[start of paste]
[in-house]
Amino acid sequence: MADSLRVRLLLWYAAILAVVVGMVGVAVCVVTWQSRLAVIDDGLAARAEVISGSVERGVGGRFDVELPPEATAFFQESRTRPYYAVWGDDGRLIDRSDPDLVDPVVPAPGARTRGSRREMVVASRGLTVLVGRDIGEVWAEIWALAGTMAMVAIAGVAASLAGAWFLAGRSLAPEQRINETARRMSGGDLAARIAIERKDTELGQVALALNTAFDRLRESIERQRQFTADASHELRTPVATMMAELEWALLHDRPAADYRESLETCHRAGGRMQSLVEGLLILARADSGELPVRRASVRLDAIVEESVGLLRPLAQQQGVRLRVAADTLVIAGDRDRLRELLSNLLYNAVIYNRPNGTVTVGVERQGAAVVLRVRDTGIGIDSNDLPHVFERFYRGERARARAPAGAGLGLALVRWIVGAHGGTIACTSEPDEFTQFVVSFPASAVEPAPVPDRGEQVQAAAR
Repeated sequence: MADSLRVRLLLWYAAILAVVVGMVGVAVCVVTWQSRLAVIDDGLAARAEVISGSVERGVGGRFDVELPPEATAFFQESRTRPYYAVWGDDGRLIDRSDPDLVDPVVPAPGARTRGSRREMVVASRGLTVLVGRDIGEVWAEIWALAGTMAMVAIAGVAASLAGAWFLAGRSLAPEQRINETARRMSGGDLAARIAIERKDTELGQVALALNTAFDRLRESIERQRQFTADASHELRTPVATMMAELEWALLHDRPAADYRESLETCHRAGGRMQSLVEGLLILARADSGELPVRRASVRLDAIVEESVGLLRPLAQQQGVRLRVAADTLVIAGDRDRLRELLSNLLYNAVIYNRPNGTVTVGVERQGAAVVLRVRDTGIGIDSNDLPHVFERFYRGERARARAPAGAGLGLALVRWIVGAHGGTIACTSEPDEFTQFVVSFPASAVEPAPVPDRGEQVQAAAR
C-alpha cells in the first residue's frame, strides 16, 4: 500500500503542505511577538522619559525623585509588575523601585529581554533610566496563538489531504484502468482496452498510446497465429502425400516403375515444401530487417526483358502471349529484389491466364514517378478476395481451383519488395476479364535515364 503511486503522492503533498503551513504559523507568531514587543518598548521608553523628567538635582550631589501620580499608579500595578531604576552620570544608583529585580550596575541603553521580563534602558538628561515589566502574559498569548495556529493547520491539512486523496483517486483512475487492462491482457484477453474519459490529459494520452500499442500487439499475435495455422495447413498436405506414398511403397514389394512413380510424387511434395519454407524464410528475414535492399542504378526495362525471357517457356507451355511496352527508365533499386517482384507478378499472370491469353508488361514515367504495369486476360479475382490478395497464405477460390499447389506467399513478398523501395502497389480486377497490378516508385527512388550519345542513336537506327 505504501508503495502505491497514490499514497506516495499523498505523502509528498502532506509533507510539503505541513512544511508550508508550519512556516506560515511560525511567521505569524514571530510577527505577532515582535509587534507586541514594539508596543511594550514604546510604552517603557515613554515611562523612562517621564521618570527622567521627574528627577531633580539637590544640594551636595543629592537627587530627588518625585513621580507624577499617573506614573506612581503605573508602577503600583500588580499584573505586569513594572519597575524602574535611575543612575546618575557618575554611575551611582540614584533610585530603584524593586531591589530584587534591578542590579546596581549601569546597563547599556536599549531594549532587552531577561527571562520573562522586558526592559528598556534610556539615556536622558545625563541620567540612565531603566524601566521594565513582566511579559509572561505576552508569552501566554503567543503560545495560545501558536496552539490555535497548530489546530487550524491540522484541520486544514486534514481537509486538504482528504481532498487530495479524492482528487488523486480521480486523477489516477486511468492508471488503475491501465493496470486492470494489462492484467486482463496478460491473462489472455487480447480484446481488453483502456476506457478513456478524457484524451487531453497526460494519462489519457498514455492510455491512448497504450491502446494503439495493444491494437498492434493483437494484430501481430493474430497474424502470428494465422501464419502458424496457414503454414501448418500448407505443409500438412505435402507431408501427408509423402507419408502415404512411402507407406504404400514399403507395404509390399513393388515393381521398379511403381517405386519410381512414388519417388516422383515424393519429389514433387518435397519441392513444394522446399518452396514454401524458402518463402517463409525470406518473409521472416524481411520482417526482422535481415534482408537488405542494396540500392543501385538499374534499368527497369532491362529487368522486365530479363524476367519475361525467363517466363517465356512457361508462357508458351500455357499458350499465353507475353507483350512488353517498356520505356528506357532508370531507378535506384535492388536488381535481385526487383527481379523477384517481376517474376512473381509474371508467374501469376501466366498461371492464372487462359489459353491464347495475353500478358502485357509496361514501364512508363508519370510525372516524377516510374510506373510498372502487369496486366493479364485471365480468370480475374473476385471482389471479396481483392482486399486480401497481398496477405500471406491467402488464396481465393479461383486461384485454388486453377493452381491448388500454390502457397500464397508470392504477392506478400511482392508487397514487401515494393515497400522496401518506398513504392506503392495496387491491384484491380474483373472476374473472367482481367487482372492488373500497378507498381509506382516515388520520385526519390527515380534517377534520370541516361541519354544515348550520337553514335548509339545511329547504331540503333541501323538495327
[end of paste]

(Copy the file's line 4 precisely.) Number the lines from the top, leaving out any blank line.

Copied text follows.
C-alpha cells in the first residue's frame, strides 16, 4: 500500500503542505511577538522619559525623585509588575523601585529581554533610566496563538489531504484502468482496452498510446497465429502425400516403375515444401530487417526483358502471349529484389491466364514517378478476395481451383519488395476479364535515364 503511486503522492503533498503551513504559523507568531514587543518598548521608553523628567538635582550631589501620580499608579500595578531604576552620570544608583529585580550596575541603553521580563534602558538628561515589566502574559498569548495556529493547520491539512486523496483517486483512475487492462491482457484477453474519459490529459494520452500499442500487439499475435495455422495447413498436405506414398511403397514389394512413380510424387511434395519454407524464410528475414535492399542504378526495362525471357517457356507451355511496352527508365533499386517482384507478378499472370491469353508488361514515367504495369486476360479475382490478395497464405477460390499447389506467399513478398523501395502497389480486377497490378516508385527512388550519345542513336537506327 505504501508503495502505491497514490499514497506516495499523498505523502509528498502532506509533507510539503505541513512544511508550508508550519512556516506560515511560525511567521505569524514571530510577527505577532515582535509587534507586541514594539508596543511594550514604546510604552517603557515613554515611562523612562517621564521618570527622567521627574528627577531633580539637590544640594551636595543629592537627587530627588518625585513621580507624577499617573506614573506612581503605573508602577503600583500588580499584573505586569513594572519597575524602574535611575543612575546618575557618575554611575551611582540614584533610585530603584524593586531591589530584587534591578542590579546596581549601569546597563547599556536599549531594549532587552531577561527571562520573562522586558526592559528598556534610556539615556536622558545625563541620567540612565531603566524601566521594565513582566511579559509572561505576552508569552501566554503567543503560545495560545501558536496552539490555535497548530489546530487550524491540522484541520486544514486534514481537509486538504482528504481532498487530495479524492482528487488523486480521480486523477489516477486511468492508471488503475491501465493496470486492470494489462492484467486482463496478460491473462489472455487480447480484446481488453483502456476506457478513456478524457484524451487531453497526460494519462489519457498514455492510455491512448497504450491502446494503439495493444491494437498492434493483437494484430501481430493474430497474424502470428494465422501464419502458424496457414503454414501448418500448407505443409500438412505435402507431408501427408509423402507419408502415404512411402507407406504404400514399403507395404509390399513393388515393381521398379511403381517405386519410381512414388519417388516422383515424393519429389514433387518435397519441392513444394522446399518452396514454401524458402518463402517463409525470406518473409521472416524481411520482417526482422535481415534482408537488405542494396540500392543501385538499374534499368527497369532491362529487368522486365530479363524476367519475361525467363517466363517465356512457361508462357508458351500455357499458350499465353507475353507483350512488353517498356520505356528506357532508370531507378535506384535492388536488381535481385526487383527481379523477384517481376517474376512473381509474371508467374501469376501466366498461371492464372487462359489459353491464347495475353500478358502485357509496361514501364512508363508519370510525372516524377516510374510506373510498372502487369496486366493479364485471365480468370480475374473476385471482389471479396481483392482486399486480401497481398496477405500471406491467402488464396481465393479461383486461384485454388486453377493452381491448388500454390502457397500464397508470392504477392506478400511482392508487397514487401515494393515497400522496401518506398513504392506503392495496387491491384484491380474483373472476374473472367482481367487482372492488373500497378507498381509506382516515388520520385526519390527515380534517377534520370541516361541519354544515348550520337553514335548509339545511329547504331540503333541501323538495327